Below you can see a description of the lesson conducted in March 2012 in Daugavpils Russian Lyceum. I was a guest teacher and it was my first time with these learners. The learners are 13-14 years old and they have worked with the Thinking Approach for two and a half years. It was an open lesson and one of our intentions was to show a possible way with the Creative Grammar Technology of the TA.  In addition to my reflection, you are also welcome to watch the video of the lesson.


1. Lesson description - before

The idea of the lesson was to get the learners to test their models for choosing an appropriate structure to refer to the past in English with the purpose of further improving them later on. All the students had their models with them. An example of a student's model can be seen here.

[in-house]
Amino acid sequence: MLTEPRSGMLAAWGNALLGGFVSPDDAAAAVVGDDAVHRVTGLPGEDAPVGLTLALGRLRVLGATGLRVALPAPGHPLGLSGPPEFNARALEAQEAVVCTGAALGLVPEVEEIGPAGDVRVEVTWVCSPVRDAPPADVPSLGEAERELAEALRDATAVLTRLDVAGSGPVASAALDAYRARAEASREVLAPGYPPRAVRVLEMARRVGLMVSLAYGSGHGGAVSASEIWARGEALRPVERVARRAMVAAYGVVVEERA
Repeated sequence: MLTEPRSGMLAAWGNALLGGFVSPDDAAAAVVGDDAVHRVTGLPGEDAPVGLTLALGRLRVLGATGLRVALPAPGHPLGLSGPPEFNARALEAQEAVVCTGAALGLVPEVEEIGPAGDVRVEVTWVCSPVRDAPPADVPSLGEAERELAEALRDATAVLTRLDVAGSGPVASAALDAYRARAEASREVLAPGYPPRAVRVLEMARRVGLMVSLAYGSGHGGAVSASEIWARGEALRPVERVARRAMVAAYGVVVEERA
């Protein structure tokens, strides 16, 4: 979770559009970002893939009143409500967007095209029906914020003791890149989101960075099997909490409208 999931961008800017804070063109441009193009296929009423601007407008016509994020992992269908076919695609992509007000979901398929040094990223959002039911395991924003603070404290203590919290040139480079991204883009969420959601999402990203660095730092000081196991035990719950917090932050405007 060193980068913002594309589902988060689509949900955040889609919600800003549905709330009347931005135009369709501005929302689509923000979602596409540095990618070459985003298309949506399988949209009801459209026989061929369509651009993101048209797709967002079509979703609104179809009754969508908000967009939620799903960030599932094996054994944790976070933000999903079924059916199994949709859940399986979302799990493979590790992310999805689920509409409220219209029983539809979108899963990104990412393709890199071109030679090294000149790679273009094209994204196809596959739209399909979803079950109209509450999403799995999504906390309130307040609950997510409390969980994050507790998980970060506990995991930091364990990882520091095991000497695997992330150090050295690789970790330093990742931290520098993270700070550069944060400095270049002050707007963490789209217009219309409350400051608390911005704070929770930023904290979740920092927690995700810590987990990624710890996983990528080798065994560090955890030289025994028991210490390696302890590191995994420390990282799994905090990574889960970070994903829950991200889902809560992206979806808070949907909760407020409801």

In the previous lesson, the learners were offered a bank of sentences to be used for testing the model and asked to read it. This was necessary to ensure that there are no problems with understanding the sentences during the lesson. 

In terms of competences to be developed, the lesson aims can be defined as follows:

  • find examples to support the model
  • find examples to contradict the model
  • present a model via parameters and values
  • define limitations in the developed models
  • understand different models of the same phenomenon and switch between them

The following worksheet was developed to be given to learners during the lesson. 

2. Lesson description - after

The procedures for the lesson are described in the worksheet. The lesson itself was a game, where different groups of learners competed with each other in filling in the worksheet. This was pretty well as motivation to do the task well.